Counter-Strike 1.6 always felt like a home to me. But then CSGO came out, around the time I was old enough to own a headset with a microphone, and it started to feel like the FPS game wasn’t really designed with me in mind. Constant toxicity forced me to unplug the mic and over the years I gradually strayed to other shooters like Valorant. Still, I always hoped Global Offensive would clean up its act. There’s no silver bullet to remove sexist online trolls, but Valve can stand shoulder to shoulder with women by changing how Counter-Strike 2 looks.
Until 2019, CSGO didn’t have a woman in any shape or form. Agent Ava’s graying hair and velvet thunder voice stole my heart, but also served as a bitter reminder of what CSGO had missed for years: female representation. It was an issue more prominent than the developers and community seemed to consider.
The lack of women in CSGO made the game and its server feel like they were solely for men; when the in-game character roster lacks female representation, it perpetuates the belief that women don’t belong in the gaming space. If Valve doesn’t include women, what signal does that send to CSGO’s male player base?
Counter-Strike 2 is Valve’s chance to champion women
In 2023, CSGO’s agent models are 82% male, with only 11 female skins. Worst part? All female models are locked behind a paywall. So, women must start off with default male skins or invest money right away for a basic character that looks like them. It sucks big time. However, Valve has the golden opportunity to attract female players now that they know women like FPS games.
CS2 should have an equal number of female agents or at least a decent number of free female skins to attract new players who don’t want to spend money right away. This addition would send a strong message to the player base that Counter-Strike isn’t a game just for men, which is currently the vibe in CSGO.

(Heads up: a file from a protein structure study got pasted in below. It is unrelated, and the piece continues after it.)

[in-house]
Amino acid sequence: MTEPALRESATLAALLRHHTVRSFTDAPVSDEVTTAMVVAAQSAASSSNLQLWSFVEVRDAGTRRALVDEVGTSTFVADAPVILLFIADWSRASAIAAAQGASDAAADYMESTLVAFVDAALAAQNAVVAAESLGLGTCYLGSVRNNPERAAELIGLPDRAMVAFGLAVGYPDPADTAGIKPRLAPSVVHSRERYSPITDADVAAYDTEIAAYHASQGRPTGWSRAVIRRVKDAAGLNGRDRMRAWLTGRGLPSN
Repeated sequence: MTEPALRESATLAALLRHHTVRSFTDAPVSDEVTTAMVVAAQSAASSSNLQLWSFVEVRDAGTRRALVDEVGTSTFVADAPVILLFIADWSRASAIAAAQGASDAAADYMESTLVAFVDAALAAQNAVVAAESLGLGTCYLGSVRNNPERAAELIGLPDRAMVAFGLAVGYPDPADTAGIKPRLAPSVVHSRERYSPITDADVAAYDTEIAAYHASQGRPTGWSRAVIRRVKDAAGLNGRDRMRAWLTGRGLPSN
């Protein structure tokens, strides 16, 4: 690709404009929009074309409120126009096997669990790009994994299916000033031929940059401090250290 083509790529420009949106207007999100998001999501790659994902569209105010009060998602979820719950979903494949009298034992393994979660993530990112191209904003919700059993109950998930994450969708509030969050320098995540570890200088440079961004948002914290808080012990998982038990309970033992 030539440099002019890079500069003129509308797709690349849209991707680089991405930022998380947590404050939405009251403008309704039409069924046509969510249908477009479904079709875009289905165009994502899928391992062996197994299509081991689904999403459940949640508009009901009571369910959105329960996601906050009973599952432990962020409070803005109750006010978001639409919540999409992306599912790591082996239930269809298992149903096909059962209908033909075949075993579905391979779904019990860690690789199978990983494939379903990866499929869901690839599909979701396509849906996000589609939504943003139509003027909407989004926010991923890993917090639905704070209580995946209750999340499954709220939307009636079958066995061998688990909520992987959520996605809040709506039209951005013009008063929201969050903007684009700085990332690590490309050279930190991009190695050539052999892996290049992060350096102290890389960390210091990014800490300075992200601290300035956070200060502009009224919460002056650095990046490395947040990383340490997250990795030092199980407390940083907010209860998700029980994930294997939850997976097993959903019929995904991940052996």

I do not promise anything, but there are high chances that a change in the visual landscape of Counter-Strike would positively impact the in-game environment. When Valve clarifies that women can be agents, players will have to make their peace with it, no matter how toxic. Counter-Strike 2 has to be a game for all.
There are women in FPS games, but not in CSGO
Some may argue that CSGO inherently attracts a primarily male player base, but that’s not the case. Before 2019, Valve never tried accommodating women who had been waiting to enjoy mechanically the best FPS game ever.
According to Riot’s head of commercial partnerships, Matthew Archambault, 40% of players in Valorant are women. Now, this 40% female player base didn’t wake up one day and decide to hop into Valorant. These are the women who never had a better, safer FPS option.
Valorant has Game Changers, but this circuit dedicated to marginalized genders wasn’t the only reason women gave Valorant a shot. I remember when Riot tore the curtain on Valorant; it was an instant hit among women.
My friends and I loved Sage’s high ponytail and Viper’s nonchalant fierceness. We loved that Valorant had five female characters (Reyna was released right after Project A) and five male. Right off the bat, I could tell that this game was designed for me, and for women.
The instant surge of women to Valorant proved that CSGO was painfully unfair to a large player base, but now Valve has the chance to redeem itself.
For a decade, women in CSGO have been loyal to their game, and it’s about time Valve respects that. If Counter-Strike 2 fails to have a stronger female representation, Valve would be letting a golden opportunity slip through its fingers, disappointing me and countless other loyal players.